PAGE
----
Meet the Curation Board: Peter Molick
Meet the Curation Board is a series that introduces the Art Blocks community to the board members and their backgrounds.
- What is your background as it relates to art and design?
My professional background is in architecture and photography. After receiving a degree in architecture, I worked in the field for a number of years before moving into the photography side of things full-time as an architectural photographer. In addition to architecture and interiors, I have worked extensively with galleries, museums, and artists to help document and share their work. I have also had the opportunity to exhibit my personal work on various stages, most notably in 2016 at the Venice Architectural Biennale.
2. What is your background as it relates to crypto?
Before this year, my experiences with crypto have mainly been on the investing/trading side, which started around 2017. Since the uptick in the NFT movement, I have become much more tied into what is going on in the space and have been exploring what the implications of it might be for photography and related mediums.
3. How would you describe your taste in art?
My tastes in art have evolved over time, but generally, I have always gravitated towards work that has a clean, minimal aesthetic, often with an emphasis on an artist’s technical prowess with their medium. As someone with a background in technical drawing, I will never tire of an artist’s ability to put a brush or pencil to paper. Over time I have developed a real appreciation for much subtler and more fluid techniques and artists who can create compelling work through abstract forms and spatial qualities. Art Blocks and the greater generative art community have really opened my eyes to a form of art that I have been fairly oblivious to in the past and have quickly found a fascination and deep respect for.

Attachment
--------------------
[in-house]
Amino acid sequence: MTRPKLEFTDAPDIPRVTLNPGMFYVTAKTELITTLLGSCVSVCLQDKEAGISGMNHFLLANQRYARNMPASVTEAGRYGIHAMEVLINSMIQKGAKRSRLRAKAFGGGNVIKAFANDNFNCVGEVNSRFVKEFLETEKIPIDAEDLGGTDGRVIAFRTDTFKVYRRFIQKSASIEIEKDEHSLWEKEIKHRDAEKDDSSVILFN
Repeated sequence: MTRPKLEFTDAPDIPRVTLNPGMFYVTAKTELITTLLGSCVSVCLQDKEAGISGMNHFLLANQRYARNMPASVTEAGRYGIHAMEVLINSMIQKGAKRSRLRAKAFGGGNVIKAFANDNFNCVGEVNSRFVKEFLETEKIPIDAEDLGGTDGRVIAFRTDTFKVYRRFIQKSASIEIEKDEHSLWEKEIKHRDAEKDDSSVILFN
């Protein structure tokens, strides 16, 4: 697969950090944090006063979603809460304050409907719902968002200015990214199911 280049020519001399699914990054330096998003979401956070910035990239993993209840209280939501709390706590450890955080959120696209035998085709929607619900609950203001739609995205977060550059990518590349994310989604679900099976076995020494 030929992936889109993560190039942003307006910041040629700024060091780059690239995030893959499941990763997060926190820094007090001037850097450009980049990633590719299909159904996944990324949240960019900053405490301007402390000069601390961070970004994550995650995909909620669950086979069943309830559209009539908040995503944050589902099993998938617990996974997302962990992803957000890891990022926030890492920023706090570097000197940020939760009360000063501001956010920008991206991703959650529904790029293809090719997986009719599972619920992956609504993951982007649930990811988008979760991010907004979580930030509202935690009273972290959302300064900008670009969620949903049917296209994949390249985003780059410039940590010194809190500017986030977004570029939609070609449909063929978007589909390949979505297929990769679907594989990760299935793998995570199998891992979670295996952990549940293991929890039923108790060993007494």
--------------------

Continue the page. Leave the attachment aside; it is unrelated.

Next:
4. What got you interested in Art Blocks?
Erick (Snowfro). Erick is a close friend and has had a vision for what Art Blocks could be for years now, and I have been fortunate enough to sit through many (many) conversations over that time as he worked through this vision. Admittedly, I am such a visual person that it wasn’t until I began to see the work that many of the artists he’d been following for so long were creating and how they could utilize what he was building that I really developed an appreciation for what was possible. Once this clicked for me, I quickly became enamored with some of the projects that were being created on the platform and am in awe of what the artists in this space are able to create.
5. When you review an Art Blocks project for curation, what qualities are you looking for?
As I mentioned above, I am drawn to work that I find strong aesthetically before anything. From there, I am looking for projects that stand out among the large pool of work we are reviewing and want to see something that piques my curiosity. I want to see that an artist has depth in their vision for the work and creates a dialog with the viewer beyond being a pretty picture or technical achievement. Aside from that, I want to see that the project has been thought through in how it will fit on a platform like Art Blocks, which means looking at the variability across the number of iterations they are proposing for the work and that is engaging and unique across the spectrum.
6. What is your overall vision for the curated collection at Art Blocks?
I would say that this is evolving as the platform and breadth of work grow over time. I hope that we can continue to raise the standard of work brought into the curated collection and that a wide variety of generative work is represented throughout. The challenge to artists will be to develop work that breaks new grounds to showcase their vision and the potential for what this medium can make possible. The board is comprised of a very diverse and talented set of people, and I think that together we bring a unique set of perspectives that will help to develop a really strong representation of work.
7. Is there anything you hope to see in future projects?
I’m anxious to see how future projects evolve and how artists continue to expand on the possibilities of what Art Blocks helps to facilitate in their practices. I anticipate future works that are doing things that I, for one, certainly cannot fathom that will expand on my knowledge of what generative art is and how we interact with it both personally and collectively.